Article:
“there is an undercurrent of dissatisfaction – even suspicion – among the public about the role colleges play in society”
Many Americans are losing faith in our system of higher education, mostly Republicans and Republican-leaning independents. It’s not hard to understand why. The left has controlled higher education for a long time, but in recent years, it has gone into Orwellian territory.
Colleges and universities have embraced social justice mobs, safe spaces, trigger warnings, preferred pronouns, and worse. Campuses which were once bastions of debate, now reject conservative voices, sometimes with violence.
Kim Parker writes at the Pew Research Center:
The Growing Partisan Divide in Views of Higher Education
Americans see value in higher education – whether they graduated from college or not. Most say a college degree is important, if not essential, in helping a young person succeed in the world, and college graduates themselves say their degree helped them grow and develop the skills they needed for the workplace. While fewer than half of today’s young adults are enrolled in a two-year or four-year college, the share has risen steadily over the past several decades. And the economic advantages college graduates have over those without a degree are clear and growing.
Even so, there is an undercurrent of dissatisfaction – even suspicion – among the public about the role colleges play in society, the way admissions decisions are made and the extent to which free speech is constrained on college campuses. And these views are increasingly linked to partisanship.
A new Pew Research Center survey finds that only half of American adults think colleges and universities are having a positive effect on the way things are going in the country these days. About four-in-ten (38%) say they are having a negative impact – up from 26% in 2012.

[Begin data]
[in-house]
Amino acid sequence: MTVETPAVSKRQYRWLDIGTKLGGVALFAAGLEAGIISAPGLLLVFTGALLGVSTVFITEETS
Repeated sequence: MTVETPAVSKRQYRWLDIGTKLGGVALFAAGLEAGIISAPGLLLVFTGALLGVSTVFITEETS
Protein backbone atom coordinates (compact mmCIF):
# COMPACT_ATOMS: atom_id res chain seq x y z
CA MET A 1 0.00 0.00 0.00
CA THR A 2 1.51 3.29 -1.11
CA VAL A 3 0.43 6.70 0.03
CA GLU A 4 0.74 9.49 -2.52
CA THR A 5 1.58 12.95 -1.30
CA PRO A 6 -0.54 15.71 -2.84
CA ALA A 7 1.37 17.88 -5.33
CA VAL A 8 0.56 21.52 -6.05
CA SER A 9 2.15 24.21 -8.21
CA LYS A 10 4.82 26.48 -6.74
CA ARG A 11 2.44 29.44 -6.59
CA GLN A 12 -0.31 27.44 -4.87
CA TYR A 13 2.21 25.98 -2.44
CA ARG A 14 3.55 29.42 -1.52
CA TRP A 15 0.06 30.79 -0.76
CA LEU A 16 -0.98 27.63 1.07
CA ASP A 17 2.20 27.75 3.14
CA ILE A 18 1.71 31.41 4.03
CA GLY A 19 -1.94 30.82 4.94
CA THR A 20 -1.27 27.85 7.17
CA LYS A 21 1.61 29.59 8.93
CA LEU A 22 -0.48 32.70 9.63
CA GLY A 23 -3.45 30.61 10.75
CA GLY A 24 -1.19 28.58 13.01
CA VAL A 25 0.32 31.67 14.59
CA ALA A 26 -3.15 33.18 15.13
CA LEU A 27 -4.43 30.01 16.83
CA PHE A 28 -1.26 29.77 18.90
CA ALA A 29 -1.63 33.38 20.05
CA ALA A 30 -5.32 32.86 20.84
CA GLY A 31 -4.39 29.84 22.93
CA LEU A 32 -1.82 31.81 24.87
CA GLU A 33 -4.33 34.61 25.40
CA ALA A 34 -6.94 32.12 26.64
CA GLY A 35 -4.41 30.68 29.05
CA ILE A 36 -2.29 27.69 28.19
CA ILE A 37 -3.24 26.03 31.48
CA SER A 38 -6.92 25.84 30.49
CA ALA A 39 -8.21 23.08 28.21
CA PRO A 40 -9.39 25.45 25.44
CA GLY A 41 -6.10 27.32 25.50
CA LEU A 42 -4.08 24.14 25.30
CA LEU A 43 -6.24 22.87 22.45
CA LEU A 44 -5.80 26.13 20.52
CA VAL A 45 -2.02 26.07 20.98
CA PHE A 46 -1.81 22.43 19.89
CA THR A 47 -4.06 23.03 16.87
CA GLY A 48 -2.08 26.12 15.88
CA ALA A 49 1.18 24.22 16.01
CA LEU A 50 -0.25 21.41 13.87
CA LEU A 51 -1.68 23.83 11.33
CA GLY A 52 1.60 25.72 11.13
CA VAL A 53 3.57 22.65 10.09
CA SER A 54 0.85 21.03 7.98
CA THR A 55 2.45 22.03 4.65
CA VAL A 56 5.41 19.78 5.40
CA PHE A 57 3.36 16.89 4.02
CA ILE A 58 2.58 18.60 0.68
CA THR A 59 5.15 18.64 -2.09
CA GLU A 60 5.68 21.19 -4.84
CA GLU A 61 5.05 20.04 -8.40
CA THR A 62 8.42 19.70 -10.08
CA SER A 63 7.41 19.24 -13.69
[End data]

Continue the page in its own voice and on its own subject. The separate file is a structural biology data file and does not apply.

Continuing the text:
The share of Americans saying colleges and universities have a negative effect has increased by 12 percentage points since 2012. The increase in negative views has come almost entirely from Republicans and independents who lean Republican. From 2015 to 2019, the share saying colleges have a negative effect on the country went from 37% to 59% among this group. Over that same period, the views of Democrats and independents who lean Democratic have remained largely stable and overwhelmingly positive.
See the graphic in the tweet below:
The share of Americans saying colleges and universities have a negative effect has increased by 12 percentage points since 2012. The increase in negative views has come almost entirely from Republicans and independents who lean Republican. https://t.co/KHMpWNAV55 pic.twitter.com/MdmRJaAKfj
— Pew Research Center (@pewresearch) August 19, 2019
This is one of the reasons many conservatives oppose the idea of free (taxpayer-funded) college. Why should they fund an industry which is overwhelmingly partisan and opposed to them?
Robby Soave of Reason has more on this:
Survey: 59% of Republicans Now Think College Is Bad for America
Only half of all Americans now have a positive view of colleges and universities, according to a new survey from Pew Research. The number of people who take a negative view has increased from 26 percent in 2012 to 38 percent in 2019.
The change largely reflects a growing dissatisfaction on the right with the culture of college campuses. The percentage of Republicans who see value in higher education has collapsed in recent years, from 53 percent in 2012 to just 23 percent in 2019…
Higher-education leaders need to be cognizant of the public’s concerns. The majority of people—Republicans and Democrats; whites, blacks, Asians, and Hispanics—do not believe race should be a factor in admissions decisions, and yet some of the most elite institutional educations in the country have defiantly maintained such a practice.
If current trends in higher education continue, expect the number of people who disapprove to rise.DONATE
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